Pareto-Optimal Front for (2) conflicting maximization objectives.
Source: Santín et al, 2017
The previous discussion describes important intuitions in mathematical optimization and demonstrates that all optimization problems can be classified into:
- Unconstrained vs Constrained Optimization: depending on whether there are no constraints on the input variables or there are constraints on the input variables.
- Single vs Multi-objective Optimization: depending on whether the objective function is a scalar or a vector.
- Convex vs Non Convex Optimization: depending on whether the objective function has a unique and global optimum or not.
When the objective function is convex, it has a unique and global extrema (maximum or minimum) and convergence can be certainly achieved to the (true) optimal solution. When the objective function is non-convex, it has multiple local extremas and converge to the (true) optimal solution is definitely uncertain, and if achieved, this will take significant time to identify. The definition of convexity is slightly more complicated but very interesting for optimization. It has to do with the calculation of the Hessian matrix formed by 2nd order derivatives. Boyd and Vandenberghe (2009) provide this insight in perfect detail.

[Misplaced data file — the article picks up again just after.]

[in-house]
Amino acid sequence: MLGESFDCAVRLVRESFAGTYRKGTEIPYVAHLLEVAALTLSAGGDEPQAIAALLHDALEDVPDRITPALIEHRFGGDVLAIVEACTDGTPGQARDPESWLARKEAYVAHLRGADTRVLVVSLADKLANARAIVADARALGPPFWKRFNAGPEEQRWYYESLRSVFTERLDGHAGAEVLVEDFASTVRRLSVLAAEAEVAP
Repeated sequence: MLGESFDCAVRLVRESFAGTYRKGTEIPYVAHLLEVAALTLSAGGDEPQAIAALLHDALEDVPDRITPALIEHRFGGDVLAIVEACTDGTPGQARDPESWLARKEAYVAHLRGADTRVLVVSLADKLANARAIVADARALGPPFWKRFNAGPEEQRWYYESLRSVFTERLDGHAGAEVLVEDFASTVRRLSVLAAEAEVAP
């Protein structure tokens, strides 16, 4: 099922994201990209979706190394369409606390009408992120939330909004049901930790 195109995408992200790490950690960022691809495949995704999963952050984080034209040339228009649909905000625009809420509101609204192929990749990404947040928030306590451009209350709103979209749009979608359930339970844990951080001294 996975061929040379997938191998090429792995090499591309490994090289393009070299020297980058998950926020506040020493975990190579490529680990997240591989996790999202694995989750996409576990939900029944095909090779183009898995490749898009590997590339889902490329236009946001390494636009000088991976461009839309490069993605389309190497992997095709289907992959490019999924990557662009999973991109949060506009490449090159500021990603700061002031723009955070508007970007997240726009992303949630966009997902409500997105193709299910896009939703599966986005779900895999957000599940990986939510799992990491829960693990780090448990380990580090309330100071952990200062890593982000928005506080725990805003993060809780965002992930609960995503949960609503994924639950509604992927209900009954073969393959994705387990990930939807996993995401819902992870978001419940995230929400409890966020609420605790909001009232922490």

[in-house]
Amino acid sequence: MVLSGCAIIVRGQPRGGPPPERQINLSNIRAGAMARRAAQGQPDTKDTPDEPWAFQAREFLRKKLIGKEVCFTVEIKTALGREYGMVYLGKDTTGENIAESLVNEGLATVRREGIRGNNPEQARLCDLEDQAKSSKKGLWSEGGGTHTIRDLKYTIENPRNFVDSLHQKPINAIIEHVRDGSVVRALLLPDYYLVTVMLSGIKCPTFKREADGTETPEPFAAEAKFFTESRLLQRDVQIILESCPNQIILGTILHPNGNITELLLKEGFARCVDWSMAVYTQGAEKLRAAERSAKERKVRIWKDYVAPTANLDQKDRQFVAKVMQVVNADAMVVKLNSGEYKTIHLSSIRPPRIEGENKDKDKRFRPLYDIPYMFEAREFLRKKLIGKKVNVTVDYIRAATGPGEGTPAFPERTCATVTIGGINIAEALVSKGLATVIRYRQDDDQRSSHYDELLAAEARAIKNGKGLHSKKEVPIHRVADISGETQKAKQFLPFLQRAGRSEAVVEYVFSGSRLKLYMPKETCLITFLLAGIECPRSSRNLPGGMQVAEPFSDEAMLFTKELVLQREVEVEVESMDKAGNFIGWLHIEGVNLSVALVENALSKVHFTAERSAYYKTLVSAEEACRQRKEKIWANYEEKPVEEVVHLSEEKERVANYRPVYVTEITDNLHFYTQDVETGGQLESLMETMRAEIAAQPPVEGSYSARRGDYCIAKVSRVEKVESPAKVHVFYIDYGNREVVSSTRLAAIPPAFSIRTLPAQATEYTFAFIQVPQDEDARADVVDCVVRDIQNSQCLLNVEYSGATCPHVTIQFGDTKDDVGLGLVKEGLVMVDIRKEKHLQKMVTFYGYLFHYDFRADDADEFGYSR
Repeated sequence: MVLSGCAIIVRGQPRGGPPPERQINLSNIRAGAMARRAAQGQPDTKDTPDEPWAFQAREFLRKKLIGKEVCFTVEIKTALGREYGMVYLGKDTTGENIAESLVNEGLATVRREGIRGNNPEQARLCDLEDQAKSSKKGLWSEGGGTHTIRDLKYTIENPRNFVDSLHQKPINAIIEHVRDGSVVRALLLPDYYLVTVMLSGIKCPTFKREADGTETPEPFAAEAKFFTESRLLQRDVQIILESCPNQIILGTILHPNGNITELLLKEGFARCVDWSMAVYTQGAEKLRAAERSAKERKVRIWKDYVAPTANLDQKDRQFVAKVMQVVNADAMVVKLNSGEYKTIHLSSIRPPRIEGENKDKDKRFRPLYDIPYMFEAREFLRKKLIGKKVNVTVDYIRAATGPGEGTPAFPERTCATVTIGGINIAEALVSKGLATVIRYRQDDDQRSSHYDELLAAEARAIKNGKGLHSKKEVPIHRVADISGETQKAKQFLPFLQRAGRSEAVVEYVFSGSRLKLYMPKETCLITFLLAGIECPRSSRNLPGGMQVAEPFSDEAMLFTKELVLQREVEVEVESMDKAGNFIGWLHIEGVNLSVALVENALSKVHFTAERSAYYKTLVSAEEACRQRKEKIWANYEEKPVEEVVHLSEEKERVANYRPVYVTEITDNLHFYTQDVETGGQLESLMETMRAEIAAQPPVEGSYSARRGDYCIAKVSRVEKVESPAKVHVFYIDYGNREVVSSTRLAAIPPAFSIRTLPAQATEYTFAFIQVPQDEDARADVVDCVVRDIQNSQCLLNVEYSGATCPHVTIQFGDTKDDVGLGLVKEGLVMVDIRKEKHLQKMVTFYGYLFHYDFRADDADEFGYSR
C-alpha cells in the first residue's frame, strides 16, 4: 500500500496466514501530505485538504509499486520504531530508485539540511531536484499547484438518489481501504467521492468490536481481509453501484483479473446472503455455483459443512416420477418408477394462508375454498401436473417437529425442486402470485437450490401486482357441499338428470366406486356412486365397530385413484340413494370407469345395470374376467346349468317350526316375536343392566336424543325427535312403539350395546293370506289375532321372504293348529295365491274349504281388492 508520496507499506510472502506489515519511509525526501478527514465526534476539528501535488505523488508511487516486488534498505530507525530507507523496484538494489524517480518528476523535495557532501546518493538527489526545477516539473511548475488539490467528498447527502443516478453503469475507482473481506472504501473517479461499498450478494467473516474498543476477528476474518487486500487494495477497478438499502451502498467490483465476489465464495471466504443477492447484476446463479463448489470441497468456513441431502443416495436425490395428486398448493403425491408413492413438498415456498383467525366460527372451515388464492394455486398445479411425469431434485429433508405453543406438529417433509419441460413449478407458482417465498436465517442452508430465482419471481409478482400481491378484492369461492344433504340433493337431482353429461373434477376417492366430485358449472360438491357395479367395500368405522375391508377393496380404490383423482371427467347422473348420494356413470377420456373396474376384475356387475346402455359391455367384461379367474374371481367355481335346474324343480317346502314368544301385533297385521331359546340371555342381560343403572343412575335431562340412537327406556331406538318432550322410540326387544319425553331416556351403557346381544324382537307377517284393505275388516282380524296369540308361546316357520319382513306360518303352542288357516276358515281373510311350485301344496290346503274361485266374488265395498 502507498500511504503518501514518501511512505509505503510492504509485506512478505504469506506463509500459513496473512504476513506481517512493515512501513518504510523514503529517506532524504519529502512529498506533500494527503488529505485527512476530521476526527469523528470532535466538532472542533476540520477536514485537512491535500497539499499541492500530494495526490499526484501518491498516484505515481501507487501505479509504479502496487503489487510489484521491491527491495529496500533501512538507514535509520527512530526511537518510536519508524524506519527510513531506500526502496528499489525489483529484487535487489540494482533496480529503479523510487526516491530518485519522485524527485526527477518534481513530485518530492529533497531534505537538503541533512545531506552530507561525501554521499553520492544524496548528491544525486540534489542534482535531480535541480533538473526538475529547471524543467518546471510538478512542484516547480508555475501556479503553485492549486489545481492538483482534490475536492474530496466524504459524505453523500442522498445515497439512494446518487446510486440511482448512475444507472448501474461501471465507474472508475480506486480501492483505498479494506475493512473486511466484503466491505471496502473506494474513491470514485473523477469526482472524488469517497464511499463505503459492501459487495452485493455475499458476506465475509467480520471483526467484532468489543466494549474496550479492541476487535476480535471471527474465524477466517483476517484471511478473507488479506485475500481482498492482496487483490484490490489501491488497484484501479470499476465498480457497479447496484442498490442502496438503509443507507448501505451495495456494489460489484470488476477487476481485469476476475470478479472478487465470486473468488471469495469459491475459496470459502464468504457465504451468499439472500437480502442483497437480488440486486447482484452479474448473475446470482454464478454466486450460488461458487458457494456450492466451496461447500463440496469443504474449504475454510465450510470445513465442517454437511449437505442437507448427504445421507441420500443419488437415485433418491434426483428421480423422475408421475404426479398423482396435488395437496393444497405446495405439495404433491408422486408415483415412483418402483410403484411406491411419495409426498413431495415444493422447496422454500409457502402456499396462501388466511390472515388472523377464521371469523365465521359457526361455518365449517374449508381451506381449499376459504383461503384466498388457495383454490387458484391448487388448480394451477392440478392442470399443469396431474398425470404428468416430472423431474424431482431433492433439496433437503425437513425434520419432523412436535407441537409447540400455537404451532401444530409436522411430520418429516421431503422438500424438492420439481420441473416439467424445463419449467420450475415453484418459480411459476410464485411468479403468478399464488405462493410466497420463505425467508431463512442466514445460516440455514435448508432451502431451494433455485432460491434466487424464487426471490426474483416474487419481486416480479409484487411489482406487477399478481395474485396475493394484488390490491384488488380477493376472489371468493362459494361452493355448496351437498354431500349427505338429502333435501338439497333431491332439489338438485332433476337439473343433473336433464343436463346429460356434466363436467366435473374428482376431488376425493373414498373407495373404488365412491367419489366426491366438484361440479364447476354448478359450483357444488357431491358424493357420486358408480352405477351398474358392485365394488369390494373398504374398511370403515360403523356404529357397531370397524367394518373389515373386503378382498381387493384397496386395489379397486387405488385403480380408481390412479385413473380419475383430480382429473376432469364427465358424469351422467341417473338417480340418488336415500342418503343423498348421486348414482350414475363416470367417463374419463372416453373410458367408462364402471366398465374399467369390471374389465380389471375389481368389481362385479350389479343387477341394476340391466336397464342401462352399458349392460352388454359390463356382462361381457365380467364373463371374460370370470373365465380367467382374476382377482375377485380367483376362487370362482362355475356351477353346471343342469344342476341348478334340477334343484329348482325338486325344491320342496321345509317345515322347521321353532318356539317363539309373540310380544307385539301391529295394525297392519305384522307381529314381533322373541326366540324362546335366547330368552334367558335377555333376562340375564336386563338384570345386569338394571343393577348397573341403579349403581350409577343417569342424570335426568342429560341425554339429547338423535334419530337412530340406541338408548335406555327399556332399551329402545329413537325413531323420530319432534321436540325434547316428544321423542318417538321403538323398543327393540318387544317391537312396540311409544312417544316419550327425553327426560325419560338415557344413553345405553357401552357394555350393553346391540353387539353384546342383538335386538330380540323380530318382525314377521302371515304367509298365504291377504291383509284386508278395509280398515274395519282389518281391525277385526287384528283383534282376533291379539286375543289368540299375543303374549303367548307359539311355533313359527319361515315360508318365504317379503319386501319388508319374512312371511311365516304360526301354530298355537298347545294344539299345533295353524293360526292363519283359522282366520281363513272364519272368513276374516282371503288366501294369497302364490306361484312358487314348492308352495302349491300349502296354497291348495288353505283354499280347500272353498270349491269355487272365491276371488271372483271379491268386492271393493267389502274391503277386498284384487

Finally, an important taxonomy for optimization problems is the distinction between Continuous Optimization vs Discrete Optimization. Some optimization problems only make sense if the input variables receive values from a discrete set, often a subset of integers, whereas other problems define variables that can take on any real value.
In continuous optimization, the objective function may be linear (see: simplex methods) or non-linear (see: descent methods, quadratic programming or heuristics) with respect to the input variables. In discrete optimization, the input variables may receive only integer values (see: integer programming, combinatorial methods) or even non-integer values.